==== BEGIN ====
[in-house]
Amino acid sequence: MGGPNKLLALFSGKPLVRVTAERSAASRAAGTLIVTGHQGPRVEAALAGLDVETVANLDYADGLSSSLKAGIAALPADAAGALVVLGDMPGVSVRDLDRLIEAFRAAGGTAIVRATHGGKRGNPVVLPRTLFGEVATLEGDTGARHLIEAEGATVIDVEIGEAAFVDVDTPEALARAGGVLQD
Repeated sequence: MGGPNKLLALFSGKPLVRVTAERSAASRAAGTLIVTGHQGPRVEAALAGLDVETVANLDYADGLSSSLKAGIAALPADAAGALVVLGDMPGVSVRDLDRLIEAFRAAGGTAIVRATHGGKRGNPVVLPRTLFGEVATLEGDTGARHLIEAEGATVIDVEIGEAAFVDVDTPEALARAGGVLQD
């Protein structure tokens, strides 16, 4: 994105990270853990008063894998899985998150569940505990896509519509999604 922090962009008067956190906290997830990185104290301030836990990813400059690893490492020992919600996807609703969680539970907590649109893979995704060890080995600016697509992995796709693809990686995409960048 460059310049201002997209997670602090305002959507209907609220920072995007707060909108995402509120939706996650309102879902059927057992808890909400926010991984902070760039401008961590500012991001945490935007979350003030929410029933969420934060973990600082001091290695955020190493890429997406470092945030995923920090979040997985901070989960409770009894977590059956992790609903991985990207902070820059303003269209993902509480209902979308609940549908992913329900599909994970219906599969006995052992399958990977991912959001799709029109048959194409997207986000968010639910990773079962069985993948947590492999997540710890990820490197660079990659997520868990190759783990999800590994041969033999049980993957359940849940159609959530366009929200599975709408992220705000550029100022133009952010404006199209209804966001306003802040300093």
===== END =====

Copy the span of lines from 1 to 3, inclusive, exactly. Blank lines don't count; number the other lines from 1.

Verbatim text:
[in-house]
Amino acid sequence: MGGPNKLLALFSGKPLVRVTAERSAASRAAGTLIVTGHQGPRVEAALAGLDVETVANLDYADGLSSSLKAGIAALPADAAGALVVLGDMPGVSVRDLDRLIEAFRAAGGTAIVRATHGGKRGNPVVLPRTLFGEVATLEGDTGARHLIEAEGATVIDVEIGEAAFVDVDTPEALARAGGVLQD
Repeated sequence: MGGPNKLLALFSGKPLVRVTAERSAASRAAGTLIVTGHQGPRVEAALAGLDVETVANLDYADGLSSSLKAGIAALPADAAGALVVLGDMPGVSVRDLDRLIEAFRAAGGTAIVRATHGGKRGNPVVLPRTLFGEVATLEGDTGARHLIEAEGATVIDVEIGEAAFVDVDTPEALARAGGVLQD